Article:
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Victorian Era Economics

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by

Anthony Clark

on 12 February 2014

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Transcript of Victorian Era Economics

Victorian Era Economics
Upper Class
Owned 40% of the country's wealth
The class consisted of the professional jobs
Majority were scholars (got an education, went to college)
Industries
Coal
Textiles (Silk, cotton, etc.)
Agriculture
Iron & Steel
Engineering
Transport (Ships, trains)
Fed off of each other to contribute to overall economic growth (Coal for power, steel for building, etc.)
Legislation
Poor Laws
Providied poverty relief
Focused on the workhouses (institutions for housing the poor)
Changed people's attitude of the poor, that they could be helped rather than being inevitably poor
Factory Legislation
1833 Reform Bill ( Prohibited the employment of children under 9 except in silk factories)
Mines Commission of 1842 (disclosed that conditions had become worse since the act of 1833 resulted in Increase of child labor in the mines)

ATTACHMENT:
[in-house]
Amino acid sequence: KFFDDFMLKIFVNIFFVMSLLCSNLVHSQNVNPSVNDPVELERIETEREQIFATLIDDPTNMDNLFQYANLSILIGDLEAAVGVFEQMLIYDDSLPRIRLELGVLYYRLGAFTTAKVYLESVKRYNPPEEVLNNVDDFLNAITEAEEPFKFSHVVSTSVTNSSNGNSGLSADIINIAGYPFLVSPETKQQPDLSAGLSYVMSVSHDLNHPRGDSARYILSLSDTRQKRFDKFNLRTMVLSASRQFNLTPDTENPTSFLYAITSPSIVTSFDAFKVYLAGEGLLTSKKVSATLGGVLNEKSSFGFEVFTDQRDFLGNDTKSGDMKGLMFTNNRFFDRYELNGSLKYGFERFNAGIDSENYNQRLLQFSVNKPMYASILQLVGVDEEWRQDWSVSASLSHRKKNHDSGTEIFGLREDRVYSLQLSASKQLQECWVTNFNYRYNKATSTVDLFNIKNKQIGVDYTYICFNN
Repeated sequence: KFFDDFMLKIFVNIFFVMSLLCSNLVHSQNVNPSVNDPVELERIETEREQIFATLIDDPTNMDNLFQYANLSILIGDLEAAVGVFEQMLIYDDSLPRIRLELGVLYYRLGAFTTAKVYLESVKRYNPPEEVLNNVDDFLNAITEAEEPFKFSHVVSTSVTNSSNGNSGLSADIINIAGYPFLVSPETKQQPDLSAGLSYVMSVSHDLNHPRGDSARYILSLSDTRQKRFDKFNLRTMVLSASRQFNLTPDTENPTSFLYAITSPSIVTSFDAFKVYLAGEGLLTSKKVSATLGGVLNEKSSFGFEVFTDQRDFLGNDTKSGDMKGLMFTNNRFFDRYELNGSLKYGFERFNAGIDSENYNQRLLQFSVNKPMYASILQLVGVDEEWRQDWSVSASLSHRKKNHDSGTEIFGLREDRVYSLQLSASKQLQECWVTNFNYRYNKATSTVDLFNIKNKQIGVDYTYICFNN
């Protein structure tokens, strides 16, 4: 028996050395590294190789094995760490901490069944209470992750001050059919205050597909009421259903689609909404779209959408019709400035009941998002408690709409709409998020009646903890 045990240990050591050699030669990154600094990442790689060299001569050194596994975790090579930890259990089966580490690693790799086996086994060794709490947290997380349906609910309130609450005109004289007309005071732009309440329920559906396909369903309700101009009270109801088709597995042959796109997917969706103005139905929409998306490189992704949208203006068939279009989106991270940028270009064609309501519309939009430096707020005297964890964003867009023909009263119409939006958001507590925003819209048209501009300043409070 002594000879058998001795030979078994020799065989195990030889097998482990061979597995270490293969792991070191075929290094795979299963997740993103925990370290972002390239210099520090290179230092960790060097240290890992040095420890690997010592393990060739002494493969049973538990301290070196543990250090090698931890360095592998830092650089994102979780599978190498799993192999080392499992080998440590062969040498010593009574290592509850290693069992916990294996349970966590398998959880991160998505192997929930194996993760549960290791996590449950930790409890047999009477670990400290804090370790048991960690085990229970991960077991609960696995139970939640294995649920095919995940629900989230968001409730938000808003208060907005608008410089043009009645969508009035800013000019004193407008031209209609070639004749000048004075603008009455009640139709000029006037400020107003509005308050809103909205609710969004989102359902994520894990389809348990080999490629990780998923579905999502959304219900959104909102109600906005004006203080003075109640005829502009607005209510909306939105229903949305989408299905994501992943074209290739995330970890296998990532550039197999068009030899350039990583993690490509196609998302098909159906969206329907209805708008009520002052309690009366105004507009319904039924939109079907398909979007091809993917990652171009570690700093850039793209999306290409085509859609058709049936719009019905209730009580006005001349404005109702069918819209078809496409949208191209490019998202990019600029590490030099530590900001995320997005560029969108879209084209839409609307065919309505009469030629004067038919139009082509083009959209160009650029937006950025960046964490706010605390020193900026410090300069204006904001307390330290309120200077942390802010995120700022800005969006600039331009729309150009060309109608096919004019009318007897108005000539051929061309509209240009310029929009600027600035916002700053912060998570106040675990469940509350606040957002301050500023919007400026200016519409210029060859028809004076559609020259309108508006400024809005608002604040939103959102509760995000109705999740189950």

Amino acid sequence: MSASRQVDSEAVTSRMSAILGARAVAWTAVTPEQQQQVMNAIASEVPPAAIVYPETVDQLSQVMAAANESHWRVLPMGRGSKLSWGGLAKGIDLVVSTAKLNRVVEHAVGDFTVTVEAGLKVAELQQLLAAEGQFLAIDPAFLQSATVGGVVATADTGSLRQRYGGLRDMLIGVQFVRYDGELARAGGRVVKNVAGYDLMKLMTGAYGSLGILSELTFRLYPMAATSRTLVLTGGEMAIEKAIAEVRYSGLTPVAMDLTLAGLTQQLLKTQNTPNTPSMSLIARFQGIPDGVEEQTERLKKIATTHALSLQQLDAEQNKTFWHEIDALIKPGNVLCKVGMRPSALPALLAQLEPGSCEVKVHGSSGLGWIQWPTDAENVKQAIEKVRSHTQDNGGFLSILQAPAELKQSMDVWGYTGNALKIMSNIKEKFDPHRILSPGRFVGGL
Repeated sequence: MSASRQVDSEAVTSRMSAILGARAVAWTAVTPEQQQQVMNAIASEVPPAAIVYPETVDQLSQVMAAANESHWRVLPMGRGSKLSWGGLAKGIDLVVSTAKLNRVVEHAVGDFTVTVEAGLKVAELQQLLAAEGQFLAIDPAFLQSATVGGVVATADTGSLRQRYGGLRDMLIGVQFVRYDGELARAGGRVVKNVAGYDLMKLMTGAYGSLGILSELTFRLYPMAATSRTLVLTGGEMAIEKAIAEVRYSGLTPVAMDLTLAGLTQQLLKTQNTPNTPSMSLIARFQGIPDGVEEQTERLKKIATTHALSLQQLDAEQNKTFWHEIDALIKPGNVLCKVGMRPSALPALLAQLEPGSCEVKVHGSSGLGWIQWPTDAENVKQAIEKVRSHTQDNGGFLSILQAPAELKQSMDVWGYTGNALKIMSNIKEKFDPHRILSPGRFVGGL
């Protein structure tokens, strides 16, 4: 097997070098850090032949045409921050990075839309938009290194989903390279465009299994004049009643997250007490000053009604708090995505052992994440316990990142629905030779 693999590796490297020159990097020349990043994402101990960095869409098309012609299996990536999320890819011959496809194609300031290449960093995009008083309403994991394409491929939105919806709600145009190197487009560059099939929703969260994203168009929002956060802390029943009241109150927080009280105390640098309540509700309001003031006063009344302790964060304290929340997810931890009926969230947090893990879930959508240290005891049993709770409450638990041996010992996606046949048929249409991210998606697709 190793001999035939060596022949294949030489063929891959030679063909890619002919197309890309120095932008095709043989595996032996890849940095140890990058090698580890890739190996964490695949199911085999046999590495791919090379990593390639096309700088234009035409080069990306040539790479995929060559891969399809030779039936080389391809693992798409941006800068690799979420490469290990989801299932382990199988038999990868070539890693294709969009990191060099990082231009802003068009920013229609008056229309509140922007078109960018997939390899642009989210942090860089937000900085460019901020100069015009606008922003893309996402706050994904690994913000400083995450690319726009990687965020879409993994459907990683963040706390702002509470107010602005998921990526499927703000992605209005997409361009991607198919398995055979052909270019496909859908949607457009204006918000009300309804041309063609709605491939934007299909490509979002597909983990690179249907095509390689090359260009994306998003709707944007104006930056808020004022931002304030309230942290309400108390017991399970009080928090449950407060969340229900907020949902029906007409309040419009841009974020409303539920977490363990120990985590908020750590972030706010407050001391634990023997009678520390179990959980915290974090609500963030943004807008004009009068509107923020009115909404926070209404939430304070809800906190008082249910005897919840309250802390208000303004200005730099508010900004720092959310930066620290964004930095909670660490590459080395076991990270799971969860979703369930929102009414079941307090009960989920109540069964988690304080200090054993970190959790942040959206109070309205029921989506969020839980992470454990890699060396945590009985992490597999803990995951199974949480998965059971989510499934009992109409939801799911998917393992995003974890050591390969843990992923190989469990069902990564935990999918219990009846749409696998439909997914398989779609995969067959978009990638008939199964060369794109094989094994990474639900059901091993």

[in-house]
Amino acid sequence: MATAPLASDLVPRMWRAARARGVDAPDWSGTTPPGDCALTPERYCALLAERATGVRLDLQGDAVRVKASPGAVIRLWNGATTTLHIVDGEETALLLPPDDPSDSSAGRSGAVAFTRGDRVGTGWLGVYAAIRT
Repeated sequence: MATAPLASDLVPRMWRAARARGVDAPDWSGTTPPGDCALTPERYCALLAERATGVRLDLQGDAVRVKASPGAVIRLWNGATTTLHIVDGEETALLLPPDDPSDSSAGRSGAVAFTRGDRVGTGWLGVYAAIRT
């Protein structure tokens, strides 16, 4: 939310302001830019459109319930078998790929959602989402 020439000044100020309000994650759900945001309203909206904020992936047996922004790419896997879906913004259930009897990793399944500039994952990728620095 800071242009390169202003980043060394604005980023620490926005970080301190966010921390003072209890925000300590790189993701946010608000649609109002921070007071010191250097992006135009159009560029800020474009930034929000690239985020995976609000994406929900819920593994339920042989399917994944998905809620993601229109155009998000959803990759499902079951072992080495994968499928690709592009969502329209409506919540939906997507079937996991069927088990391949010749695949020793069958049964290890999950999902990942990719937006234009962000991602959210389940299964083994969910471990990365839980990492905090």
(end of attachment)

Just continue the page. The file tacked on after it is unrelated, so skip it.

Factory acts led to the use of more and better machinery
Middle Class
Lower Class
Job Classes
Professions
Law
Judges
Teachers
Physicians
Skilled Labor
Artisans
Blacksmiths
Semi-Skilled Labor
Miners
Textile Mill Workers
Unskilled Labor
Navy
Rat Catchers
Servants
Butlers
Maids
Cooks
Criminal
Burglars
Mudlarks
Smash and grab
Women (segregated in the work force)
Dress makers
Governesses
Child Labor
Mines
Factories
Could own 1 servant
Usually business owners
More likely to go bankrupt
Usually were in skilled labor
Made about 150 pounds a year
Were mainly servants
Lived in poverty
Lowest of the 4 classes
remain relatively stable
Periodic and violent "upheavals" (riots)
Wages
Lower paid jobs had weekly pay
High pay positions had an annual salary
Lower class had to pay for more daily expenses than the upper class
Value Of Money
1 pound worth about $85 today
1 pound - 20 shilings
1 shilling - 12 pence
240 pence to every pound
Guinea - 21 shillings
Crown - 5 shillings (half-crown - 2 1/2 shillings
Half-sovereign - 10 shillings
Farthing - 1/4 penny
Income
Industrialists & bankers made £1000/ year
Shopkeepers & clerks made less than £50/year
1-2% of population made around £150/year
£150/year was about what a senior clerk made
Maids earned anywhere from £10-£52/year
Rent
The rent on a top-of-the-market house cost £10/year
A 2-up, 2-down with bathrooms cost £8/year (without bathrooms was £7-8)
A 1-up, 1-down back-to-back was £2-4/year
A common lodging house cost a little over £1/year
Thank you for not sleeping and watching our presentation :)
Full transcript